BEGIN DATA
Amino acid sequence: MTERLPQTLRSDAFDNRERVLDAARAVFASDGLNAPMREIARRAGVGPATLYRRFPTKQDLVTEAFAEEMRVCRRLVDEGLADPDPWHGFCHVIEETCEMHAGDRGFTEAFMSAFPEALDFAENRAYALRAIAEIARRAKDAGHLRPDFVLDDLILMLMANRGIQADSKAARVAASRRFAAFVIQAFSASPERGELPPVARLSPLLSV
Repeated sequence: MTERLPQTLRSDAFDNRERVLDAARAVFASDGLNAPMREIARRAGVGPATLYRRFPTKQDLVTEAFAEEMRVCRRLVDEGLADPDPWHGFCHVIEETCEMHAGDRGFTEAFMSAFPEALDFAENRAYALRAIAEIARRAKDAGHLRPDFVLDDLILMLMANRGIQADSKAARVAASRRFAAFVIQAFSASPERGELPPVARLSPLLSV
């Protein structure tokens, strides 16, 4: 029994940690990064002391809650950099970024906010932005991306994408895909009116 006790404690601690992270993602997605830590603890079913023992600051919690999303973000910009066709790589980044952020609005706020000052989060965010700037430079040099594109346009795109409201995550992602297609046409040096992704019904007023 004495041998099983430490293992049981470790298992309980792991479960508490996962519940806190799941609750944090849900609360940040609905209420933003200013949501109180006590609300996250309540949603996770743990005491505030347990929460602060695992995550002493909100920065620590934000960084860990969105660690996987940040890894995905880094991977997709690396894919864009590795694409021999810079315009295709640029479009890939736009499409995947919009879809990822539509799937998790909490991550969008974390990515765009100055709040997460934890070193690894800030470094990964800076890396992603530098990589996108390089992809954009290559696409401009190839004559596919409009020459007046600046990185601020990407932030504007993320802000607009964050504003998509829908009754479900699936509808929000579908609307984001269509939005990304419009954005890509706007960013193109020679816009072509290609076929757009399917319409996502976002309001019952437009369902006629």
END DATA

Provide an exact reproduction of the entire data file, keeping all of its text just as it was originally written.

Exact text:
Amino acid sequence: MTERLPQTLRSDAFDNRERVLDAARAVFASDGLNAPMREIARRAGVGPATLYRRFPTKQDLVTEAFAEEMRVCRRLVDEGLADPDPWHGFCHVIEETCEMHAGDRGFTEAFMSAFPEALDFAENRAYALRAIAEIARRAKDAGHLRPDFVLDDLILMLMANRGIQADSKAARVAASRRFAAFVIQAFSASPERGELPPVARLSPLLSV
Repeated sequence: MTERLPQTLRSDAFDNRERVLDAARAVFASDGLNAPMREIARRAGVGPATLYRRFPTKQDLVTEAFAEEMRVCRRLVDEGLADPDPWHGFCHVIEETCEMHAGDRGFTEAFMSAFPEALDFAENRAYALRAIAEIARRAKDAGHLRPDFVLDDLILMLMANRGIQADSKAARVAASRRFAAFVIQAFSASPERGELPPVARLSPLLSV
């Protein structure tokens, strides 16, 4: 029994940690990064002391809650950099970024906010932005991306994408895909009116 006790404690601690992270993602997605830590603890079913023992600051919690999303973000910009066709790589980044952020609005706020000052989060965010700037430079040099594109346009795109409201995550992602297609046409040096992704019904007023 004495041998099983430490293992049981470790298992309980792991479960508490996962519940806190799941609750944090849900609360940040609905209420933003200013949501109180006590609300996250309540949603996770743990005491505030347990929460602060695992995550002493909100920065620590934000960084860990969105660690996987940040890894995905880094991977997709690396894919864009590795694409021999810079315009295709640029479009890939736009499409995947919009879809990822539509799937998790909490991550969008974390990515765009100055709040997460934890070193690894800030470094990964800076890396992603530098990589996108390089992809954009290559696409401009190839004559596919409009020459007046600046990185601020990407932030504007993320802000607009964050504003998509829908009754479900699936509808929000579908609307984001269509939005990304419009954005890509706007960013193109020679816009072509290609076929757009399917319409996502976002309001019952437009369902006629």